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Hart waived back into adult court

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Kayla Bunge
April 26, 2008
— Krystal Hart knew she wasnít supposed to drink.

The 16-year-old was out on bond after being charged with killing a man in a November drunken-driving crash.


But her parents were out of town on March 15, and she was spending the night with a friend.


They went to a party.


Later that night, officers responding to a loud-party complaint arrested Hart on charges of obstructing an officer and bail jumping. Police said she gave a fake name and had been drinking.


Hart will face those accusations and the earlier charge of homicide by intoxicated use of a vehicle in adult court, Walworth County Judge John Race decided Friday.


The crime she committed was serious, District Attorney Phil Koss said, and the services offered by the juvenile court arenít sufficient.


"Krystalís needs are profound," Penny Nevicosi, a social worker with the Walworth County Department of Health and Human Services, testified Friday.


The juvenile court can only serve Hart until she turns 18. She turns 17 in less than a month.


"Oftentimes to address this level of behavior, we need more than a year," Nevicosi testified.


She said the juvenile court is "inept" and lacks the resources of the adult court. Juvenile court puts on emphasis on the family, and she said itís "questionable" whether Hartís family would be adequately supportive.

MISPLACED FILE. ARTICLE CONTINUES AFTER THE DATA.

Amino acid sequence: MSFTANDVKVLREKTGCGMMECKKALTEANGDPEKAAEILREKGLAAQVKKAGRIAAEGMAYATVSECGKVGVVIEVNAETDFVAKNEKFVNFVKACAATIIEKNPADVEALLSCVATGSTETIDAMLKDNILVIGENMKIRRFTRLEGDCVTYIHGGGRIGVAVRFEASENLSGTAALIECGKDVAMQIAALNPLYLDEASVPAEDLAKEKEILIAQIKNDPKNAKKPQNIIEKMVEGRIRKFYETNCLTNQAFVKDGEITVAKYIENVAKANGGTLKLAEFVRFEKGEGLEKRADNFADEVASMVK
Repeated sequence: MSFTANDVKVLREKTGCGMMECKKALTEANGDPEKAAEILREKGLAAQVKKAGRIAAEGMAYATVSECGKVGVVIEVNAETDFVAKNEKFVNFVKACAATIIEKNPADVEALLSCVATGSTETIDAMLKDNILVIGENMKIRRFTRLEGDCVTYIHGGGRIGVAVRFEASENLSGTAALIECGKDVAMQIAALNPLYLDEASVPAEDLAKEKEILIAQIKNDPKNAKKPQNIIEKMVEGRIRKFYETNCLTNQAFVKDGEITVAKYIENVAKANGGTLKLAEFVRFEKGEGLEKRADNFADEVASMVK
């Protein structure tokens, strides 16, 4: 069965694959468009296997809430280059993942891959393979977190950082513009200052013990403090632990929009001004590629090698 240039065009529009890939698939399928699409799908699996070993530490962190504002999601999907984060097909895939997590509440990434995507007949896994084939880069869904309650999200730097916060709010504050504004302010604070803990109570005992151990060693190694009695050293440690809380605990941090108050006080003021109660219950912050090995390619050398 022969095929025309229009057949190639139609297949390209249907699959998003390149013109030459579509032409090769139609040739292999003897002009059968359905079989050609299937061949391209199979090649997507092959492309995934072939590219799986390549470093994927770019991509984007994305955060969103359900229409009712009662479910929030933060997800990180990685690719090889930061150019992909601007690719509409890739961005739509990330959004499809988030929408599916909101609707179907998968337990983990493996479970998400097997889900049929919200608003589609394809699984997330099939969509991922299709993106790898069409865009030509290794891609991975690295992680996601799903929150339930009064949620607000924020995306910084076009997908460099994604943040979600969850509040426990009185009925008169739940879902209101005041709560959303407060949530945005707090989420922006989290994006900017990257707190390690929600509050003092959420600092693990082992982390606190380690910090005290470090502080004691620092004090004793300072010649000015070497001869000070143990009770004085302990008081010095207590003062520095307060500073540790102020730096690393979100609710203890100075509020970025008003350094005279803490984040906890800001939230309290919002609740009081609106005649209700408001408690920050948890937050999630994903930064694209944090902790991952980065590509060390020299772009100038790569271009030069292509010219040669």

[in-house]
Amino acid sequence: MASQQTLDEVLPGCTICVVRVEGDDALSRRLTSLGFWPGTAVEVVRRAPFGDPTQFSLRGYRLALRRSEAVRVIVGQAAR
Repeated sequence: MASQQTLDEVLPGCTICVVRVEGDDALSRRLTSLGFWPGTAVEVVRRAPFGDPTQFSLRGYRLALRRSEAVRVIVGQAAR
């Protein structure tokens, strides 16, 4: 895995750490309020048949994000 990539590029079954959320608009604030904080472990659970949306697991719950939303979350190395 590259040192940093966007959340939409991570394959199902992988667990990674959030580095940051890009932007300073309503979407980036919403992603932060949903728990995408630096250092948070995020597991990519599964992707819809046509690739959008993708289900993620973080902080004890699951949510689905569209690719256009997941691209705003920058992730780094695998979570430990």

Nevicosi said Hartís mother wasnít concerned that her daughter might have a substance abuse problem and her father became upset and angry when she asked about obtaining treatment for his daughter.


She recommended Hart be waived into adult court.


"We would do her a disservice because we only have one year to manage her behaviors," Nevicosi said.


Hart was charged as an adult after the Nov. 3 crash in which Everado Chimal-Lopez, 54, was killed when his vehicle collided head-on with the car driven by Hart. Police say Hart was driving over the centerline.


At the request of the defense, those charges were dismissed April 17 and new charges, including charges from Hartís arrest March 15, were filed in juvenile court.


On Friday, defense attorney Jim Martin said Hart should remain in juvenile court because itís designed for treatment rather than punishment.


"Give her the opportunity to be rehabilitated and rebuild her life," he said.


Therapist Julie Rice testified Friday for the defense. She said she doesnít believe Hart is an alcoholic or a drug addict. She said Hartís use is "occasional" and "situational," and she hasnít found it necessary to refer her to alcohol or drug treatment.


"She had her life together up until this accident," Rice said.


She said the services offered by the juvenile court are sufficient to "help her put everything together that needs to be put together after this tragic accident."


Rice said Hart would endure "a lifetime of difficulty" because of the incidents.


Hartís mother, Pamela Hart, said she isnít opposed to alcohol and drug treatment for her daughter but has relied on her daughterís therapist for direction.


"This is all new to me," she said.


Race said what happened in November wasnít an accident.


"I donít know if she understands the seriousness and the severity of her conduct," he said.


Hart is free on a signature bond co-signed by her parents. Under the conditions of her bond, she is prohibited from drinking alcohol or using drugs and from "finding herself in places where people are doing that," Race said.


Her initial appearance in adult court is Friday, May 2.



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